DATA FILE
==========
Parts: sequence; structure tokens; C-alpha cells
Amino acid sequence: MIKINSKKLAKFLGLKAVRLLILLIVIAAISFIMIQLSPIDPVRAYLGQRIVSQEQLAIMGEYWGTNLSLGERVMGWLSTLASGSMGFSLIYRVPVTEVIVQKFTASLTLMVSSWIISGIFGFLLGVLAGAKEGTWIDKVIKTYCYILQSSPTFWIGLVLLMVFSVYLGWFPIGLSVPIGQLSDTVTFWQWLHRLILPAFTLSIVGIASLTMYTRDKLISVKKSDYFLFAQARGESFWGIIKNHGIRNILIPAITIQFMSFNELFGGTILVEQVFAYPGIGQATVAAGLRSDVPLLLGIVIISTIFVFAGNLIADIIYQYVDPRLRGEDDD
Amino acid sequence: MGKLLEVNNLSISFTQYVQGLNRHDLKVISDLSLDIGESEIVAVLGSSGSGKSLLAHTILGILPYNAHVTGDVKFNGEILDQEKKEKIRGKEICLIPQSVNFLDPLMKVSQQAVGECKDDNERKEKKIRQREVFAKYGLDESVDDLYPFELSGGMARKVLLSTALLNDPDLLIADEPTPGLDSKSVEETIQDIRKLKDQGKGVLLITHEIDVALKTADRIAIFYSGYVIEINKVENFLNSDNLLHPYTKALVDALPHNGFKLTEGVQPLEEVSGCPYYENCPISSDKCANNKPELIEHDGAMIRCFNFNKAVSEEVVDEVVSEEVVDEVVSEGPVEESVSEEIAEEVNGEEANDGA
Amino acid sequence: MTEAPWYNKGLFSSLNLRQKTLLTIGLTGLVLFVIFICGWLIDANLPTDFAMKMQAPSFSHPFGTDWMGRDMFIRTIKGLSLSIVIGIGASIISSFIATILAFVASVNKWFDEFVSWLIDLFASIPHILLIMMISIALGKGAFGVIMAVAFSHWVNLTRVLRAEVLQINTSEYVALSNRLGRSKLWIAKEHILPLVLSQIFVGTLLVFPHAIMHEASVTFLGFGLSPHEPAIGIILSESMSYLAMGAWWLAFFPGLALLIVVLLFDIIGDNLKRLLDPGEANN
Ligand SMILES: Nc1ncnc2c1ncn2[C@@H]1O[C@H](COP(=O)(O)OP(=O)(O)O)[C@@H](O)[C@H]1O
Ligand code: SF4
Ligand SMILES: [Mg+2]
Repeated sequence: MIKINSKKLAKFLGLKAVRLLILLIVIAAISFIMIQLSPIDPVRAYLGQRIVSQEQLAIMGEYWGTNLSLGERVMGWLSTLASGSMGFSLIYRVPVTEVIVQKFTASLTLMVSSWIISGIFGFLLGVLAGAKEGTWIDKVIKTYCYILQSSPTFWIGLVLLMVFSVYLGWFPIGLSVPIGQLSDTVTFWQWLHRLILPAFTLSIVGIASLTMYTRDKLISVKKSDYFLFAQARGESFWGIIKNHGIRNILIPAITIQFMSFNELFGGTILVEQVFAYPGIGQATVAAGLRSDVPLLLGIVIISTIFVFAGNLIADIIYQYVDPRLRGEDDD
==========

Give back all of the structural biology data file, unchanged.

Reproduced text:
Parts: sequence; structure tokens; C-alpha cells
Amino acid sequence: MIKINSKKLAKFLGLKAVRLLILLIVIAAISFIMIQLSPIDPVRAYLGQRIVSQEQLAIMGEYWGTNLSLGERVMGWLSTLASGSMGFSLIYRVPVTEVIVQKFTASLTLMVSSWIISGIFGFLLGVLAGAKEGTWIDKVIKTYCYILQSSPTFWIGLVLLMVFSVYLGWFPIGLSVPIGQLSDTVTFWQWLHRLILPAFTLSIVGIASLTMYTRDKLISVKKSDYFLFAQARGESFWGIIKNHGIRNILIPAITIQFMSFNELFGGTILVEQVFAYPGIGQATVAAGLRSDVPLLLGIVIISTIFVFAGNLIADIIYQYVDPRLRGEDDD
Amino acid sequence: MGKLLEVNNLSISFTQYVQGLNRHDLKVISDLSLDIGESEIVAVLGSSGSGKSLLAHTILGILPYNAHVTGDVKFNGEILDQEKKEKIRGKEICLIPQSVNFLDPLMKVSQQAVGECKDDNERKEKKIRQREVFAKYGLDESVDDLYPFELSGGMARKVLLSTALLNDPDLLIADEPTPGLDSKSVEETIQDIRKLKDQGKGVLLITHEIDVALKTADRIAIFYSGYVIEINKVENFLNSDNLLHPYTKALVDALPHNGFKLTEGVQPLEEVSGCPYYENCPISSDKCANNKPELIEHDGAMIRCFNFNKAVSEEVVDEVVSEEVVDEVVSEGPVEESVSEEIAEEVNGEEANDGA
Amino acid sequence: MTEAPWYNKGLFSSLNLRQKTLLTIGLTGLVLFVIFICGWLIDANLPTDFAMKMQAPSFSHPFGTDWMGRDMFIRTIKGLSLSIVIGIGASIISSFIATILAFVASVNKWFDEFVSWLIDLFASIPHILLIMMISIALGKGAFGVIMAVAFSHWVNLTRVLRAEVLQINTSEYVALSNRLGRSKLWIAKEHILPLVLSQIFVGTLLVFPHAIMHEASVTFLGFGLSPHEPAIGIILSESMSYLAMGAWWLAFFPGLALLIVVLLFDIIGDNLKRLLDPGEANN
Ligand SMILES: Nc1ncnc2c1ncn2[C@@H]1O[C@H](COP(=O)(O)OP(=O)(O)O)[C@@H](O)[C@H]1O
Ligand code: SF4
Ligand SMILES: [Mg+2]
Repeated sequence: MIKINSKKLAKFLGLKAVRLLILLIVIAAISFIMIQLSPIDPVRAYLGQRIVSQEQLAIMGEYWGTNLSLGERVMGWLSTLASGSMGFSLIYRVPVTEVIVQKFTASLTLMVSSWIISGIFGFLLGVLAGAKEGTWIDKVIKTYCYILQSSPTFWIGLVLLMVFSVYLGWFPIGLSVPIGQLSDTVTFWQWLHRLILPAFTLSIVGIASLTMYTRDKLISVKKSDYFLFAQARGESFWGIIKNHGIRNILIPAITIQFMSFNELFGGTILVEQVFAYPGIGQATVAAGLRSDVPLLLGIVIISTIFVFAGNLIADIIYQYVDPRLRGEDDD